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A short story by A. A. Milne

"Fair Mistress Dorothy"

Title:     "Fair Mistress Dorothy"
Author: A. A. Milne [More Titles by Milne]

[~Note.~--There are only six plots allowed to us who are not professionals. Here they are. When you have read them, then you will know all about amateur theatricals.]

_The scene is an apartment in the mansion of Sir Thomas Farthingale. There is no need to describe the furniture in it, as rehearsals will gradually show what is wanted. A picture or two of previous Sir Thomas's might be seen on the walls, if you have an artistic friend who could arrange this; but it is a mistake to hang up your own ancestors, as some of your guests may recognise them, and thus pierce beneath the vraisemblance of the scene._

_The period is that of Cromwell--sixteen something._

_The costumes are, as far as possible, of the same period._

Mistress Dorothy Farthingale _is seated in the middle of the stage, reading a letter and occasionally sighing_.

[Enter_ My Lord Carey.]

~Carey.~ Mistress Dorothy alone! Truly Fortune smiles upon me.

~Dorothy~ (_hiding the letter quickly_). An she smiles, my lord, I needs must frown.

~Carey~ (_used to this sort of thing and no longer put off by it_). Nay, give me but one smile, sweet mistress. (_She sighs heavily._) You sigh! Is't for me?

~Dorothy~ (_feeling that the sooner he and the audience understand the situation the better_). I sigh for another, my lord, who is absent.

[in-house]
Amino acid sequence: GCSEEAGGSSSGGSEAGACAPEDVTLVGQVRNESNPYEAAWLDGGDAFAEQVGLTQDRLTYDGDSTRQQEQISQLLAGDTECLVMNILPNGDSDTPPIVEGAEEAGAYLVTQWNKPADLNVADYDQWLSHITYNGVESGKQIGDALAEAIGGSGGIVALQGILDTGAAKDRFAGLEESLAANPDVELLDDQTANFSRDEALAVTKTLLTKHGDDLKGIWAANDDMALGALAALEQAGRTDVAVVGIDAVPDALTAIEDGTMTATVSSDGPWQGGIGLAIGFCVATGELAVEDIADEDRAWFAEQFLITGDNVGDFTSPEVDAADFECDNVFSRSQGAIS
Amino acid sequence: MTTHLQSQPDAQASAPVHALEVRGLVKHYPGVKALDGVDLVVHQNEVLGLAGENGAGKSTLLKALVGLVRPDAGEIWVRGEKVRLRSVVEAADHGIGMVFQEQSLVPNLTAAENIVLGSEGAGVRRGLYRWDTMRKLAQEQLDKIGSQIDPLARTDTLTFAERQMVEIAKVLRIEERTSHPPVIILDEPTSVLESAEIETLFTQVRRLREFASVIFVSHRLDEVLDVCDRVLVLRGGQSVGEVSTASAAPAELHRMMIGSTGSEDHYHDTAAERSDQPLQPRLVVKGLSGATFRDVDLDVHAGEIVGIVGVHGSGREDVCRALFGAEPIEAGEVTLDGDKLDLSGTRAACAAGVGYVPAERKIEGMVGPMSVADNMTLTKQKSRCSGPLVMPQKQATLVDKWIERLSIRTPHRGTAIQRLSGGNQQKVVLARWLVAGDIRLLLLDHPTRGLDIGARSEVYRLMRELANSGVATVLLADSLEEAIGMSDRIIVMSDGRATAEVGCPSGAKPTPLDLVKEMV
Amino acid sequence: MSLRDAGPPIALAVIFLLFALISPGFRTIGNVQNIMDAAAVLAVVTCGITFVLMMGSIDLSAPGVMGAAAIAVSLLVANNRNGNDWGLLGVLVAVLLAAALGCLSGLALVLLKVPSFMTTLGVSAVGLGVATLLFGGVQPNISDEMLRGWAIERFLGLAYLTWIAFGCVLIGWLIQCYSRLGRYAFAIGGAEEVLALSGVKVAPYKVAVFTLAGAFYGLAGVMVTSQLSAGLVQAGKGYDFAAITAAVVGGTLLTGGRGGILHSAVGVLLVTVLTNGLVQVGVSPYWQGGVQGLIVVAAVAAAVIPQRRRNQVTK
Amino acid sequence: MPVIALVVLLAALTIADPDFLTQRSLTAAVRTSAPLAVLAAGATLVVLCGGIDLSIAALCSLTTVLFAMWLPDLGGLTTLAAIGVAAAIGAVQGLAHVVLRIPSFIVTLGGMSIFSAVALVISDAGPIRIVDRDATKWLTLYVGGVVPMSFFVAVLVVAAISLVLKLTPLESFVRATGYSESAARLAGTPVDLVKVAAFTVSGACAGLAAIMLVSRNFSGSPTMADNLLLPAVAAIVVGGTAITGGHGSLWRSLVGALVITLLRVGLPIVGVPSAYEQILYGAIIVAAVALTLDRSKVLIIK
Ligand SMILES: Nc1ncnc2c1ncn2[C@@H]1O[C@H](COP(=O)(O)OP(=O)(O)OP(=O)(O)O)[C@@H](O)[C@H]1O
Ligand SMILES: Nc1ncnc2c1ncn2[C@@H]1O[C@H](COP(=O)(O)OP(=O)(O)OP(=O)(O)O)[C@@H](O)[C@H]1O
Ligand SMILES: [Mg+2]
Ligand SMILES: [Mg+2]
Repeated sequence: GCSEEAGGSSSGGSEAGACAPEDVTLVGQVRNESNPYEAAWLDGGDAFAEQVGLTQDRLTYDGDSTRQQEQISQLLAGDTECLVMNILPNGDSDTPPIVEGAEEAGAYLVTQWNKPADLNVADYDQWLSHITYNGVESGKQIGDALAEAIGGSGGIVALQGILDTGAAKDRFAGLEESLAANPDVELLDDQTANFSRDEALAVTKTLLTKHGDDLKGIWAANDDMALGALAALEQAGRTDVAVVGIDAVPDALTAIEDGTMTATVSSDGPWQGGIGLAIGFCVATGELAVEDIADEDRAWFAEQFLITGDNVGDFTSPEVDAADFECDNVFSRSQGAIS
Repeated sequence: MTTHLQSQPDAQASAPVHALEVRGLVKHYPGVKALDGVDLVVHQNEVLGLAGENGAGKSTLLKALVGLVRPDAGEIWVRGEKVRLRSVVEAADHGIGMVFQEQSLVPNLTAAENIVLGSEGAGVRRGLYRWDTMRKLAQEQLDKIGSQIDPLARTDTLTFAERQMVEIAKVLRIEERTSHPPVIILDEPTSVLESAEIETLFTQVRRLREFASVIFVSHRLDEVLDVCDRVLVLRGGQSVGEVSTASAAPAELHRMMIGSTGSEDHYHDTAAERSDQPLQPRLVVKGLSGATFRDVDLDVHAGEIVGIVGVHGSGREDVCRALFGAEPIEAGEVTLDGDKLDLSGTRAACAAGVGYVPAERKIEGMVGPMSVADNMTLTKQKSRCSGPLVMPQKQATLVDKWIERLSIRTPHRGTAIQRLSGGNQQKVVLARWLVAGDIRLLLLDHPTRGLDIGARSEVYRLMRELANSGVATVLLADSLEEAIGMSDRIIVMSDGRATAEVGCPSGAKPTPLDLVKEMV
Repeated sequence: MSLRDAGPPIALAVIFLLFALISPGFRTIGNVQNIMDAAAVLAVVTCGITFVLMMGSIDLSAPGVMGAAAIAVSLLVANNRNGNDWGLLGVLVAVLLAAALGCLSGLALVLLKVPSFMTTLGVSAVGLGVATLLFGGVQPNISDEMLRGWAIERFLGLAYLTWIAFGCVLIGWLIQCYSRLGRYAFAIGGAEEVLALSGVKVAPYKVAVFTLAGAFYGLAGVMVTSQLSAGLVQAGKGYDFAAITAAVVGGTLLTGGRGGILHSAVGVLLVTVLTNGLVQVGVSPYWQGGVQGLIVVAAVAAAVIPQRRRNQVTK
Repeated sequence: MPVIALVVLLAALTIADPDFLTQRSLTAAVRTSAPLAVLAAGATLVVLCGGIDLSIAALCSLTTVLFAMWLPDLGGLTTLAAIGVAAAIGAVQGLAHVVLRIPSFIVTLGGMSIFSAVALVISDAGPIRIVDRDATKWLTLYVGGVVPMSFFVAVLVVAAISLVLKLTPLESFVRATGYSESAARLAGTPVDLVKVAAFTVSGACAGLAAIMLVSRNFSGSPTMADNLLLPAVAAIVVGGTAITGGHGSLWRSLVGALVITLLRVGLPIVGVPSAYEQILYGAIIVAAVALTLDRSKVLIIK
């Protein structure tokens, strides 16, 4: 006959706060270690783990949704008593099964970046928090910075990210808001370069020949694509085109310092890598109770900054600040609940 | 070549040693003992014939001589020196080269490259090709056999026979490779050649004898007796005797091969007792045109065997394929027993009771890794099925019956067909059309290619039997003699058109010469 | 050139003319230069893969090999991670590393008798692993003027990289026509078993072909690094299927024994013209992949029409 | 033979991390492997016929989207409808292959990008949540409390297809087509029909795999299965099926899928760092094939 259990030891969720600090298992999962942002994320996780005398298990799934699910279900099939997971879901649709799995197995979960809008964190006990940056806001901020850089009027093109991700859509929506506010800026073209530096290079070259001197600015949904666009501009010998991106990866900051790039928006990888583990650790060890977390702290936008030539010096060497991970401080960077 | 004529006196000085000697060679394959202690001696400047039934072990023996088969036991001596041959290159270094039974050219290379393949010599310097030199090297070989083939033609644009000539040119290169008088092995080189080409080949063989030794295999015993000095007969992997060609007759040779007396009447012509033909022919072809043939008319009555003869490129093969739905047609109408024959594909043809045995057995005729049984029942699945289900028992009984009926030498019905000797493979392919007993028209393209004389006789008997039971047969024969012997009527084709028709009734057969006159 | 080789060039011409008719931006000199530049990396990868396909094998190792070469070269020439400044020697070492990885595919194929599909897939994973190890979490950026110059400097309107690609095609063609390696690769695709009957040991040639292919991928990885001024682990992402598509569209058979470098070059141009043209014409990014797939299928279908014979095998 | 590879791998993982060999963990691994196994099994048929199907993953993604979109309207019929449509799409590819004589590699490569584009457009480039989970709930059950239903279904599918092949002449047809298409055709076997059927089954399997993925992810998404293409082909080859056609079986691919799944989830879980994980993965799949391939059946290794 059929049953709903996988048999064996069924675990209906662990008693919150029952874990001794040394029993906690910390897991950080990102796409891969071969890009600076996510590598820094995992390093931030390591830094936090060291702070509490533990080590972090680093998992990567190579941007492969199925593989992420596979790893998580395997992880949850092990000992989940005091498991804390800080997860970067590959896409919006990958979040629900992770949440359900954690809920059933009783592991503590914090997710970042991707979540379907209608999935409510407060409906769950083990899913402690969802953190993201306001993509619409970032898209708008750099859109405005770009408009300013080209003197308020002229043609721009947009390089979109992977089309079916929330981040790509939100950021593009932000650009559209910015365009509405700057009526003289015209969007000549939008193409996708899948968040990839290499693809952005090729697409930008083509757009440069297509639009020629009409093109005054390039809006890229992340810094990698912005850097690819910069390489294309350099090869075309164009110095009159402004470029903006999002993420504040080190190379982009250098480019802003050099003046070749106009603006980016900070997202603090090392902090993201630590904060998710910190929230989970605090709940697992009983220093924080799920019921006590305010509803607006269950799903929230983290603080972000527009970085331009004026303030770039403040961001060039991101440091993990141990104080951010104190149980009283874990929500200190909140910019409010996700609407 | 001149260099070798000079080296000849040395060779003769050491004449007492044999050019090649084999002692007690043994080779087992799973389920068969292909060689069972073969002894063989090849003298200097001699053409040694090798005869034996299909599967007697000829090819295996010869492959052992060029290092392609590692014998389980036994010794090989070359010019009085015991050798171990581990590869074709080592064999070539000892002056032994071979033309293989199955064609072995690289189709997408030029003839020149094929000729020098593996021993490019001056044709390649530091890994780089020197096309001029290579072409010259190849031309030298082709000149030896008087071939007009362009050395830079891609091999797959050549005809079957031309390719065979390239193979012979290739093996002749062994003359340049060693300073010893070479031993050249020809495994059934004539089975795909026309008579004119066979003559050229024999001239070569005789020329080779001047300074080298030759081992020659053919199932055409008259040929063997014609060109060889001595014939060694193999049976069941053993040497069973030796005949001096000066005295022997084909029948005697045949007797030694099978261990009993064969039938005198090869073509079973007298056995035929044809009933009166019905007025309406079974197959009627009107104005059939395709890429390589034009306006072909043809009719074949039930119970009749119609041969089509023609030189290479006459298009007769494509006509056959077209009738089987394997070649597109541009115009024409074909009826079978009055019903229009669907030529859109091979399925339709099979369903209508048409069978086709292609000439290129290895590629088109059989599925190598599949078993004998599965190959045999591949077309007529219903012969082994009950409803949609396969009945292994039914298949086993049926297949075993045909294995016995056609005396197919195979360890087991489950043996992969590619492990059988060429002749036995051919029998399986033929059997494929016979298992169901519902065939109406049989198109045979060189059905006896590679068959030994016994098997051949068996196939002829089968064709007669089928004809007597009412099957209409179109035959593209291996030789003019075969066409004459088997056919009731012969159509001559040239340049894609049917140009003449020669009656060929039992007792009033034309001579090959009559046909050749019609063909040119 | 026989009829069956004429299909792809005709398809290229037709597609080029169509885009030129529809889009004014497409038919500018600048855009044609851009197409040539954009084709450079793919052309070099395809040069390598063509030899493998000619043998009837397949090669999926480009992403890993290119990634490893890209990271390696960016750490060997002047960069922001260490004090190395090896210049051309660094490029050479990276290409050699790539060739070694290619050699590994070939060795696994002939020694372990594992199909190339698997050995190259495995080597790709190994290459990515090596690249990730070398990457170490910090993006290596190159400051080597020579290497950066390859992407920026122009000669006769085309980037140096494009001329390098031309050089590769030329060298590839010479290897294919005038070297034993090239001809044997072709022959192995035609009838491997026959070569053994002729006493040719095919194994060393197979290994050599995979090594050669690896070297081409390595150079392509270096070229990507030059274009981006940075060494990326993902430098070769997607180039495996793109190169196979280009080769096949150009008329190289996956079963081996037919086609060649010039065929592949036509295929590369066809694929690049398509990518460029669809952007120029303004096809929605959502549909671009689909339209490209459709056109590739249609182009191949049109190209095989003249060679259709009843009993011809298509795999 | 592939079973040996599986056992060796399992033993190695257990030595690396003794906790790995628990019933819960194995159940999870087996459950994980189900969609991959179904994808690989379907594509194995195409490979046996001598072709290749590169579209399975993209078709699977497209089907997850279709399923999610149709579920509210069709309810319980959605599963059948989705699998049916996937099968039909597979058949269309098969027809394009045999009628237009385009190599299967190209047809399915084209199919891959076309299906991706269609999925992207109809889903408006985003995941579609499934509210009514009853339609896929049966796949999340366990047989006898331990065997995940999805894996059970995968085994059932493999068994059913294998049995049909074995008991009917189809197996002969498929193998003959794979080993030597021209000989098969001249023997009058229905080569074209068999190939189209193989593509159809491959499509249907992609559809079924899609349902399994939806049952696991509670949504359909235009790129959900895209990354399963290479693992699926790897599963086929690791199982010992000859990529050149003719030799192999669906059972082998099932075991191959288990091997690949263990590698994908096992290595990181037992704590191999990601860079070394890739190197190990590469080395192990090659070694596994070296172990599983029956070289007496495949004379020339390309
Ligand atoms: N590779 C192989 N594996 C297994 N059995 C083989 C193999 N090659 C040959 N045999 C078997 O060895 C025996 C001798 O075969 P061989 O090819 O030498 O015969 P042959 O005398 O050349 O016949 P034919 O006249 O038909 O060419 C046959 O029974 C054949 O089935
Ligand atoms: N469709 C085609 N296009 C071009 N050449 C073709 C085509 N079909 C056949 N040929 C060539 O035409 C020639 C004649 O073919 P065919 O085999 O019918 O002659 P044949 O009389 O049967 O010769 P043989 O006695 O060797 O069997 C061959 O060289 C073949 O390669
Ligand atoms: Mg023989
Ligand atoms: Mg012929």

~Carey~ (_annoyed_). Zounds, and zounds again! A pest upon the fellow! (_He strides up and down the room, keeping out of the way of his sword as much as possible._) Would that I might pink the pesky knave!

~Dorothy~ (_turning upon him a look of hate_). Would that you might have the chance, my lord, so it were in fair fighting. Methinks Roger's sword-arm will not have lost its cunning in the wars.

~Carey.~ A traitor to fight against his King.

~Dorothy.~ He fights for what he thinks is right. (_She takes out his letter and kisses it._)

~Carey~ (_observing the action_). You have a letter from him!

~Dorothy~ (_hastily concealing it and turning pale_). How know you that?

~Carey.~ Give it to me! (_She shrieks and rises._) By heavens, madam, I will have it! (_He struggles with her and seizes it._)

[Enter_ Sir Thomas.]

~Sir Thomas.~ Odds life, my lord, what means this?

~Carey~ (_straightening himself_). It means, Sir Thomas, that you harbour a rebel within your walls. Master Roger Dale, traitor, corresponds secretly with your daughter.

(_Who, I forgot to say, has swooned._)

~Sir Thomas~ (_sternly_). Give me the letter. Ay, 'tis Roger's hand, I know it well. (_He reads the letter, which is full of thoughtful metaphors about love, aloud to the audience. Suddenly his eyebrows go up and down to express surprise. He seizes_ Lord Carey _by the arm_.) Ha! Listen! "To-morrow when the sun is upon the western window of the gallery, I will be with thee." The villain!

~Carey~ (_who does not know the house very well_). When is that?

~Sir Thomas.~ Why, 'tis now, for I have but recently passed through the gallery and did mark the sun.